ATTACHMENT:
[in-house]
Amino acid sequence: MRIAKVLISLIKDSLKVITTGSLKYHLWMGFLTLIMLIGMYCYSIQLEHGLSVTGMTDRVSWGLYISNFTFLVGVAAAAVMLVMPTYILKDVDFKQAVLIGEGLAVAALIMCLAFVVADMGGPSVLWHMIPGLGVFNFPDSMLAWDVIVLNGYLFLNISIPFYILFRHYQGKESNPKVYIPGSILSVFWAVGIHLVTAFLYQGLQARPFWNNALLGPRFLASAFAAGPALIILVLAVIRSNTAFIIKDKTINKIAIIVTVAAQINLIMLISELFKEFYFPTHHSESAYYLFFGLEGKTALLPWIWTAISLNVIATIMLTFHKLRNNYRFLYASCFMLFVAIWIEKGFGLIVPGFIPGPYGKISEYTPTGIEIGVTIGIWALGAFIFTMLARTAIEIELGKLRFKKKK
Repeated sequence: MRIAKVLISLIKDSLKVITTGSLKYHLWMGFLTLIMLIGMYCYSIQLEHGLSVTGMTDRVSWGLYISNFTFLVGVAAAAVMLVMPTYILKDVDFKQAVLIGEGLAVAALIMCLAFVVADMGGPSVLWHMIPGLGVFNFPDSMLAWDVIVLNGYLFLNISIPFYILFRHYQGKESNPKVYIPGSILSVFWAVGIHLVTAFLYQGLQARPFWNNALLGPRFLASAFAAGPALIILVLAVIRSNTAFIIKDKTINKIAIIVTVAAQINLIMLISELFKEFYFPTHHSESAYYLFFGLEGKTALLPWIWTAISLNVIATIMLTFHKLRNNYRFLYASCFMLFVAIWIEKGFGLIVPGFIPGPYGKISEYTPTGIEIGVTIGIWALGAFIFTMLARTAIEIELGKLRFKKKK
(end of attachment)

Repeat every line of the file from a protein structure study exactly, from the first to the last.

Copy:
[in-house]
Amino acid sequence: MRIAKVLISLIKDSLKVITTGSLKYHLWMGFLTLIMLIGMYCYSIQLEHGLSVTGMTDRVSWGLYISNFTFLVGVAAAAVMLVMPTYILKDVDFKQAVLIGEGLAVAALIMCLAFVVADMGGPSVLWHMIPGLGVFNFPDSMLAWDVIVLNGYLFLNISIPFYILFRHYQGKESNPKVYIPGSILSVFWAVGIHLVTAFLYQGLQARPFWNNALLGPRFLASAFAAGPALIILVLAVIRSNTAFIIKDKTINKIAIIVTVAAQINLIMLISELFKEFYFPTHHSESAYYLFFGLEGKTALLPWIWTAISLNVIATIMLTFHKLRNNYRFLYASCFMLFVAIWIEKGFGLIVPGFIPGPYGKISEYTPTGIEIGVTIGIWALGAFIFTMLARTAIEIELGKLRFKKKK
Repeated sequence: MRIAKVLISLIKDSLKVITTGSLKYHLWMGFLTLIMLIGMYCYSIQLEHGLSVTGMTDRVSWGLYISNFTFLVGVAAAAVMLVMPTYILKDVDFKQAVLIGEGLAVAALIMCLAFVVADMGGPSVLWHMIPGLGVFNFPDSMLAWDVIVLNGYLFLNISIPFYILFRHYQGKESNPKVYIPGSILSVFWAVGIHLVTAFLYQGLQARPFWNNALLGPRFLASAFAAGPALIILVLAVIRSNTAFIIKDKTINKIAIIVTVAAQINLIMLISELFKEFYFPTHHSESAYYLFFGLEGKTALLPWIWTAISLNVIATIMLTFHKLRNNYRFLYASCFMLFVAIWIEKGFGLIVPGFIPGPYGKISEYTPTGIEIGVTIGIWALGAFIFTMLARTAIEIELGKLRFKKKK